Despite receiving millions in taxpayer money and performing the same functions as government facilities, private detention facilities are not held to the same standards of transparency and accountability as their government counterparts. This gross oversight has allowed private prisons to operate largely in the dark, away from the scrutiny of the public. This directly contradicts the spirit and intent of the Freedom of Information Act, which grants Americans the ability to obtain information about government activities, regardless of whether government agencies or private contractors carry out those actions..
As allegations of abuse, inhumane conditions and fatalities in private prisons continue to dominate headlines, it’s clear that more is required than President Biden’s executive order phasing out the use of private prisons. For example, GEO Group and CoreCivic, two of the largest private prison companies, won contracts from ICE worth about $1.3 billion in just one year, despite hundreds of allegations of sexual assault, physical force and fatalities in their facilities.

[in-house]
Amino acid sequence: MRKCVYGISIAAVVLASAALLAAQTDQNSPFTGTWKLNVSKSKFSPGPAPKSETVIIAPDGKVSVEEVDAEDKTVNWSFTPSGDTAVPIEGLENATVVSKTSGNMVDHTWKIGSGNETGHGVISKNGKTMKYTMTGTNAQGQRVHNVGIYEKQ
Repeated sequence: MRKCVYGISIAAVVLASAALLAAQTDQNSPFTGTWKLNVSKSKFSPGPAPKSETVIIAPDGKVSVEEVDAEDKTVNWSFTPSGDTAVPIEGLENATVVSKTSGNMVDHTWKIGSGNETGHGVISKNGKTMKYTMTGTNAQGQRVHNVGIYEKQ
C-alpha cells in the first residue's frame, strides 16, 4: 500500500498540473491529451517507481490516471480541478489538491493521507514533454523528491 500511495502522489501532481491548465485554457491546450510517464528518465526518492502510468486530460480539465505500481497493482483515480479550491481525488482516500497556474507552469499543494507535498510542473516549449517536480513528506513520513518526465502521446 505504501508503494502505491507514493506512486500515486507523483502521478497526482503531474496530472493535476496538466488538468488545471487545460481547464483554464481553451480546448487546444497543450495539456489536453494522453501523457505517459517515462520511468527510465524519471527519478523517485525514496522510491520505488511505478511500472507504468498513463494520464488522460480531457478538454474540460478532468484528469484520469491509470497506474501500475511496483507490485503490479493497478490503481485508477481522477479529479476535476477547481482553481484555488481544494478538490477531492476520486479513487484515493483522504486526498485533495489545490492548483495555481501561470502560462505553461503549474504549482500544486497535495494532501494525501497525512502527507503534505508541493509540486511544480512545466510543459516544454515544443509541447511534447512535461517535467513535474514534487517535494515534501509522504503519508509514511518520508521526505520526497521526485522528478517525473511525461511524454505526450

To that end, CREW submitted testimony to the House Appropriations Committee Subcommittee on Commerce, Justice, Science, and Related agencies, recommending Congress include FOIA-related text in the Fiscal Year 2023 Appropriations Bill, making private prisons subject to the same disclosure laws as their federally-run peers. Congress is well within its powers to impose transparency requirements on federal agencies and in the case of ICE and the private detention facilities they use, it should be considered both necessary and prudent. The cost-efficiency, health and safety conditions and quality of care provided at federally funded, privately operated detention facilities can only be addressed with access to key data that would allow Americans to shine a light on private detention centers and prisons.
Even when private contractors take on the functions of a government agency, the agency must remain the entity responsible for oversight and accountability. If the federal agency fails in this respect as ICE has, then Congress must assume the mantle of responsibility. Congress must include legislation that would require these companies to comply with FOIA requests and make them accountable to both the government and the people.